Strassman may have been 20 years ahead of his time for Digital.  He defined Knowledge Capital as “Knowledge Capital is the value that a customer assigns on top of the cost of sales and cost of capital. It’s the surplus value on top of the traditional value. The people who possess the accumulated knowledge about a company are the carriers of Knowledge Capital. They are the people who leave the workplace every night and may never return. They possess something for which they have spent untold hours listening and talking while delivering nothing of tangible value to paying customers. Their brains have the been the repositories of an accumulation of insights about how “things work here” — something that is often labeled with the vague expression “company culture.” Their heads carry a share of the company’s Knowledge Capital, which makes them a shareholder of the most important asset a firm owns — even though it never shows up on any financial reports. Every such shareholder of knowledge assets in fact becomes a manager, because information acquisition and utilization are the essence of all managerial activities.”

When a company loses a lot of talent how are shareholders to learn of this unless it was an M&A or top of the line news? What are the implications to the company? How are we to understand what it means?  (Google and Car AI )  I understand that Google has a lot of other assets but the implication is that they lose first mover advantage.   How does this show up in the shareholder report?   “Hey shareholders,  we umm lost the only person that knows how to make cars drive on their own, but don’t worry as the rest of the car team leaves, we will find someone better and be first in the industry.”    #lostknowledge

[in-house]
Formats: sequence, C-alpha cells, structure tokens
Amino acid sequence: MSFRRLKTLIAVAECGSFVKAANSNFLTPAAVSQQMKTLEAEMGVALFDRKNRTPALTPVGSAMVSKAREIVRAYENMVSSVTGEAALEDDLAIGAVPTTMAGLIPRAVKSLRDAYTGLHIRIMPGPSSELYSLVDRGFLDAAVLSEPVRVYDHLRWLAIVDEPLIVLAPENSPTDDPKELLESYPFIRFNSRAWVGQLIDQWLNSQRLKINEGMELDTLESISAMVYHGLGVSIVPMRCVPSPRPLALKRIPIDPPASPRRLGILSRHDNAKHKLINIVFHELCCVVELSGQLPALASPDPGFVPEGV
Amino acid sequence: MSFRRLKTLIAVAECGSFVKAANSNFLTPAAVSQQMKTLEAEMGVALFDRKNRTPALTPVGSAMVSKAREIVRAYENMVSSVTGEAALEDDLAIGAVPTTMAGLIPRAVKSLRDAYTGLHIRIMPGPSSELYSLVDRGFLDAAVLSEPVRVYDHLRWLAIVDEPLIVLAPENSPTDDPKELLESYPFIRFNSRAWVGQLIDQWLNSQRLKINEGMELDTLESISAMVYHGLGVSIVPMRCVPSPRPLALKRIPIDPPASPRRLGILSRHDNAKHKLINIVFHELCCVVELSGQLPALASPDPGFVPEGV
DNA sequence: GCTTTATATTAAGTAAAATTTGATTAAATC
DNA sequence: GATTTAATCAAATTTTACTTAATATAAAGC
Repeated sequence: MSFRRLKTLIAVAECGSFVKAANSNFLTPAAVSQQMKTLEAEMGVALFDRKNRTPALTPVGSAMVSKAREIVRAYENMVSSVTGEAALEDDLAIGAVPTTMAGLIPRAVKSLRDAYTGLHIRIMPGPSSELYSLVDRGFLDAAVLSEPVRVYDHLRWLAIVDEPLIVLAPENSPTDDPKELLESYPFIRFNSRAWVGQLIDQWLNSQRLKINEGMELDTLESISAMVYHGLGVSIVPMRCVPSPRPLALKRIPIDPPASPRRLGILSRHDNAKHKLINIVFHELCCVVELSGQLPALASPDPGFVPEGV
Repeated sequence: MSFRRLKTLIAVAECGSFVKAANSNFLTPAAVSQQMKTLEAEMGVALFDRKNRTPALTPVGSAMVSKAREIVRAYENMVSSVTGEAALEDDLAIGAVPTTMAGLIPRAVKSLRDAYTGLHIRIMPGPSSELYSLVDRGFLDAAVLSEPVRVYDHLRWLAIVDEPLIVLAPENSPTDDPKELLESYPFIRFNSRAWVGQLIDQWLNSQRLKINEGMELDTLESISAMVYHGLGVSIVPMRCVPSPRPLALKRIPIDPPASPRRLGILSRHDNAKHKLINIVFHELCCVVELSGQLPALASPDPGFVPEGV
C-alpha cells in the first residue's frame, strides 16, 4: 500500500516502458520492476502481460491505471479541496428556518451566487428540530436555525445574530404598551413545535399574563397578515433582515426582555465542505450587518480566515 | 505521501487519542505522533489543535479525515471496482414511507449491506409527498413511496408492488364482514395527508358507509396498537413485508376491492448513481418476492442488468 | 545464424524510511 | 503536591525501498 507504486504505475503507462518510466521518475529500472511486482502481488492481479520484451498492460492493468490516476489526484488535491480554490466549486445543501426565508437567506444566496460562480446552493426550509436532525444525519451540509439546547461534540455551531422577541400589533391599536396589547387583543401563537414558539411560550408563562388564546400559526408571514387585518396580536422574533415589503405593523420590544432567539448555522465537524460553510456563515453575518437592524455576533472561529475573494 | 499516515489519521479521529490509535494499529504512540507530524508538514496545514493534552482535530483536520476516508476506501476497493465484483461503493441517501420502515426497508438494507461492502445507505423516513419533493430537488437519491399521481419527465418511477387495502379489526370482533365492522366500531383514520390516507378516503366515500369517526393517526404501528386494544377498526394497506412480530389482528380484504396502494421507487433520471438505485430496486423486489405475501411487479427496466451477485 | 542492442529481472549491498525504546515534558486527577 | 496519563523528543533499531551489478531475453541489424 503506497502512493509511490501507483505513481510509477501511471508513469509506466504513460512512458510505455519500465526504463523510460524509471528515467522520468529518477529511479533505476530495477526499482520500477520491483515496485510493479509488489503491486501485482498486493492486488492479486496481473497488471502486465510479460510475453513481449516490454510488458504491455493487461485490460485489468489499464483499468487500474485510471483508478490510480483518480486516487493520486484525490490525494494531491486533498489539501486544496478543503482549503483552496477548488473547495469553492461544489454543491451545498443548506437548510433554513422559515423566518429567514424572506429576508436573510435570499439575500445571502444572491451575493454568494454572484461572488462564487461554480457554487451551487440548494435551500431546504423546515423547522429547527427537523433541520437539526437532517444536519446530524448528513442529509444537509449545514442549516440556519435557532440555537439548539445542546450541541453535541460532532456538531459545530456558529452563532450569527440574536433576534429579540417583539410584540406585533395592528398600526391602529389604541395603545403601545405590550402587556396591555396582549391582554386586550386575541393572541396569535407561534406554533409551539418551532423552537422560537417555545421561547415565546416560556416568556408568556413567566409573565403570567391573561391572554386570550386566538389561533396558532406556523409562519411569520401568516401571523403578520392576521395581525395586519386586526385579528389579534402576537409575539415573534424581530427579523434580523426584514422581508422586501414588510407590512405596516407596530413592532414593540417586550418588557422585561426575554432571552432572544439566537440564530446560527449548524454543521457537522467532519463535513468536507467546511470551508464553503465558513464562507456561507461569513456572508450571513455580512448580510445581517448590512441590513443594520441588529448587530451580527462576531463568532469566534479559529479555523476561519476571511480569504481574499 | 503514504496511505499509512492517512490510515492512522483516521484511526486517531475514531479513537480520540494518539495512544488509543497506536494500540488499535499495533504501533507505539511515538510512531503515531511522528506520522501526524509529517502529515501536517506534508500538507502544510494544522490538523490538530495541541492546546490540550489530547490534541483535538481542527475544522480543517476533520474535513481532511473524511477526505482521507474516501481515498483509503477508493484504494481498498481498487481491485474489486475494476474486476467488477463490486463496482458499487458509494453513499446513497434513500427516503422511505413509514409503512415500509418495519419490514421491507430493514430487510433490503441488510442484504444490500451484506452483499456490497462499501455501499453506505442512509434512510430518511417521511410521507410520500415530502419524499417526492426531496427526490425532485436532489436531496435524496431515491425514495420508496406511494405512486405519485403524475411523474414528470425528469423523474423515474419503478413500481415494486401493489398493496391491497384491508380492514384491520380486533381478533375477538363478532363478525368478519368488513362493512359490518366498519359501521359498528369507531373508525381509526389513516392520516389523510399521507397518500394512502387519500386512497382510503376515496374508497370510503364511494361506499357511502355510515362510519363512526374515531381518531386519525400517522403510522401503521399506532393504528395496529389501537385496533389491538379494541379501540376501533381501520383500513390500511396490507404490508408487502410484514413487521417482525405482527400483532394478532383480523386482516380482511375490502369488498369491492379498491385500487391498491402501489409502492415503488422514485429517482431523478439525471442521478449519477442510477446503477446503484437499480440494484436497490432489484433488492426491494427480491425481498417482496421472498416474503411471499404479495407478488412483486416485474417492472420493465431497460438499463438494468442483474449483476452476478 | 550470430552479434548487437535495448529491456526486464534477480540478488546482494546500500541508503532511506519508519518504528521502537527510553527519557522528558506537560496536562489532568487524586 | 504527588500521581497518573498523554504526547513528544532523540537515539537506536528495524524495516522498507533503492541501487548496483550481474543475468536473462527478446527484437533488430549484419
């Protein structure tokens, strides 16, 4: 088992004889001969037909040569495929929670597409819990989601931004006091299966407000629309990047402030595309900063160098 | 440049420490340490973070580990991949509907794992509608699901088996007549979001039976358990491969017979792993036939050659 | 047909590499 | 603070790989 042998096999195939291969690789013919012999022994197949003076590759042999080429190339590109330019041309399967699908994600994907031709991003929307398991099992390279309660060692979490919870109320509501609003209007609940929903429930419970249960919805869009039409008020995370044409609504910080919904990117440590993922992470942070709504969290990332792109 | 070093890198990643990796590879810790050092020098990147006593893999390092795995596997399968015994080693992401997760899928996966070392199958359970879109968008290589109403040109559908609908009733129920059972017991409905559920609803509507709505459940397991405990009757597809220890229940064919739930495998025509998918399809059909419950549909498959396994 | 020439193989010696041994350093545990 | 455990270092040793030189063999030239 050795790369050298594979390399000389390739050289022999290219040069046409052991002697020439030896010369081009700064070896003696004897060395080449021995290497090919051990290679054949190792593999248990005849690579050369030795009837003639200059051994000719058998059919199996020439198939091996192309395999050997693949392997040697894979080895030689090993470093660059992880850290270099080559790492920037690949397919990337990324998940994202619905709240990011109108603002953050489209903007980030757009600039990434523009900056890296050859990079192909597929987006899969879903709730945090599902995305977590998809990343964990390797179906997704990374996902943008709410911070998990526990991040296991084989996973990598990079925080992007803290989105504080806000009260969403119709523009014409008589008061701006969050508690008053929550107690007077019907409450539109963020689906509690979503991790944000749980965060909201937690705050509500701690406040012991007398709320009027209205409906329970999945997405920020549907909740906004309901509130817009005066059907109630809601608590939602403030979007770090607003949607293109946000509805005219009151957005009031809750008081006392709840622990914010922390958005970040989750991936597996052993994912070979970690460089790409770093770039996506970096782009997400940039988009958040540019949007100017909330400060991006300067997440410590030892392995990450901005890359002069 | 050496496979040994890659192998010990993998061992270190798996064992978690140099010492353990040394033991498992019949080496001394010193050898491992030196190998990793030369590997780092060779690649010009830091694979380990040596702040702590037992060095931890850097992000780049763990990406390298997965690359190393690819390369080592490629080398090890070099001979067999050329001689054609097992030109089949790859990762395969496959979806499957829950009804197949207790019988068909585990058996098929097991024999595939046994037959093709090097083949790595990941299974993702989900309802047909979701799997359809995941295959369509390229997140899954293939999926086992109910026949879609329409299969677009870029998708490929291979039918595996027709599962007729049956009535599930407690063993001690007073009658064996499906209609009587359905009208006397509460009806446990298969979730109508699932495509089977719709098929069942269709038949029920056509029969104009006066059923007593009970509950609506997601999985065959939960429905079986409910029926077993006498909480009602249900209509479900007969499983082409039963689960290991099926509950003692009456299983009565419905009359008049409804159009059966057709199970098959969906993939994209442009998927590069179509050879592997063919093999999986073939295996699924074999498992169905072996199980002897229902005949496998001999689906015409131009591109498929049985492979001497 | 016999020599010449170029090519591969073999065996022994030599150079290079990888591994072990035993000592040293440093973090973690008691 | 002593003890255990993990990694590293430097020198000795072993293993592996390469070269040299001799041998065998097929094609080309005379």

Knowledge strategies can’t be effective unless they are tied to strategic efforts and financial indicators.  Digital Workplace efforts to enable employee productivity and experience from anywhere at anytime are not efforts in cost, they are efforts in investment and strategy.

The only way to see the value of knowledge is to link it to performance.  Interestingly enough, this is looked at through M&A.

Dr. Thomas Blumer brings this up through this illustration (look at business outcomes)

thomasb

 

The problem is that companies may only look at something like this ONE TIME and they don’t report on it.   If we consider the value of lost knowledge and the knowledge capital of an organization (prior to the outcome of losing the knowledge) we can see on-going relative value.   Not cost, not loss, but value today and in the future.  Think about it this way..

NASA loses the knowledge to get to the moon

NASA Manager confesses – “If we want to go to the moon again, we’ll be starting from scratch because all of that knowledge has disappeared.”